Smorgasbord Posts from Your Archives – Summer 2020- Pot Luck- #Travel – Au Revoir or Adieu? by Janet Gogerty

Welcome to the current series of Posts from Your Archives… and I will be picking two posts from the blogs of those participating from the first six months of 2020. If you don’t mind me rifling through your archives… just let me know in the comments or you can find out the full scope: Posts from Your Archives – Pot Luck – 2020

This is the first post from author Janet Gogerty and this week a post from Janet’s archives in February of this year.. which, six months later is still very current.

Travel – Au Revoir or Adieu?

Whether you jet set on business or love going on cruises, you can’t have failed to notice there are more hazards to travel lately. Your cruise ship may weigh anchor and keep all the passengers hostage – in quarantine because of Coronavirus, which we now have to call Covid19, though that doesn’t slip as easily off the tongue. If you’re lucky you may get to have your own videoblog as self appointed spokesman to your national television channel and the folk back home. If you’re unlucky you will have a cabin without a balcony, a government that will not evacuate you and test positive for the virus.

Queen Mary copy

Is flying any better? You may not be allowed on the plane if you have a temperature, you may not be allowed off the plane until you can be hermetically sealed and sent off to a quarantine centre; though that could be the start of a pleasant fortnight’s holiday if a nice hotel has been commandeered. World wide plague is not the only hazard for fliers. Storms hurling themselves across the Atlantic to Europe have caused mass cancellation of flights, but that is better than the Ryanair passengers on a flight from Prague, that in hindsight should have been cancelled. Thrice, pilots attempted to land at Bournemouth Airport as passengers screamed and hyperventilated. They abandoned the attempt and with petrol running low were diverted to Brussels from whence they returned to Prague…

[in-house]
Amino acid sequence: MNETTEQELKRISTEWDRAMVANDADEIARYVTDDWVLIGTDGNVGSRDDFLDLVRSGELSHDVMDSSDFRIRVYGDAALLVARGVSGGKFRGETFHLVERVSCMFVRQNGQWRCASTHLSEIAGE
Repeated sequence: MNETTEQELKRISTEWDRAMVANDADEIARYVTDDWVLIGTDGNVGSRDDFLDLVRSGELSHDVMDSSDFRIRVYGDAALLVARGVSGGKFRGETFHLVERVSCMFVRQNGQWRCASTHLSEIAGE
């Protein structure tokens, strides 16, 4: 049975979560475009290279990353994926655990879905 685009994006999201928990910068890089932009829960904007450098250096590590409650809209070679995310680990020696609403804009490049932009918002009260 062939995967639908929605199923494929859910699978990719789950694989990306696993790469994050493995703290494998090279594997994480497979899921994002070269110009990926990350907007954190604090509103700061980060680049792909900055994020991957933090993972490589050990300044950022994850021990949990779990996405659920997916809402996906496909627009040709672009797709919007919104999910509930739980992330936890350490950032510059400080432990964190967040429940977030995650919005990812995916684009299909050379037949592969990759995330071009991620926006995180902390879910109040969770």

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Although I hardly ever go anywhere outside this kingdom I can give advice on ocean liners and airliners. Cyberson 2, builder and pyrotechnics expert, has often worked at Southampton, sending up fireworks to farewell passengers on their trip of a lifetime, or often their twentieth or perhaps their last… The first time he worked there, one of the regular workers on the docks described the arrival of an ocean liner ‘The first thing that happens, they bring all the bodies off.’ Whether this is due to the age of the passengers, the vast amount of food provided or terminal boredom, I cannot say, but it sounds like a good way to go. Perhaps if you pay extra you can have a burial at sea. My longest voyage was on ‘The Pride of Bilbao’ from Portsmouth to Bilbao and back again on an off season excursion, where the only hazard was the live entertainment.

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Storm Dennis was not the only problem at Heathrow Airport on Sunday as ‘technical issues’ created chaos. Whiteboards, marker pens and extra staff were drafted in to ensure chaos continued. When I worked at Heathrow I won’t pretend I was not occasionally envious of passengers jetting off somewhere exotic, but mostly I was glad I could go home and would always advise DON’T even THINK of flying at Easter or Christmas. One Christmas Eve, working in Singapore Lounge, the evening flight was delayed, putting Christmas on hold in Singapore and Australia for those who celebrated it. I cringed as a young colleague said in a loud voice in front of the passengers ‘That’s ALL I need.’ We would be late finishing, but she only had to get home to Osterley Park and none of us were going to miss Christmas.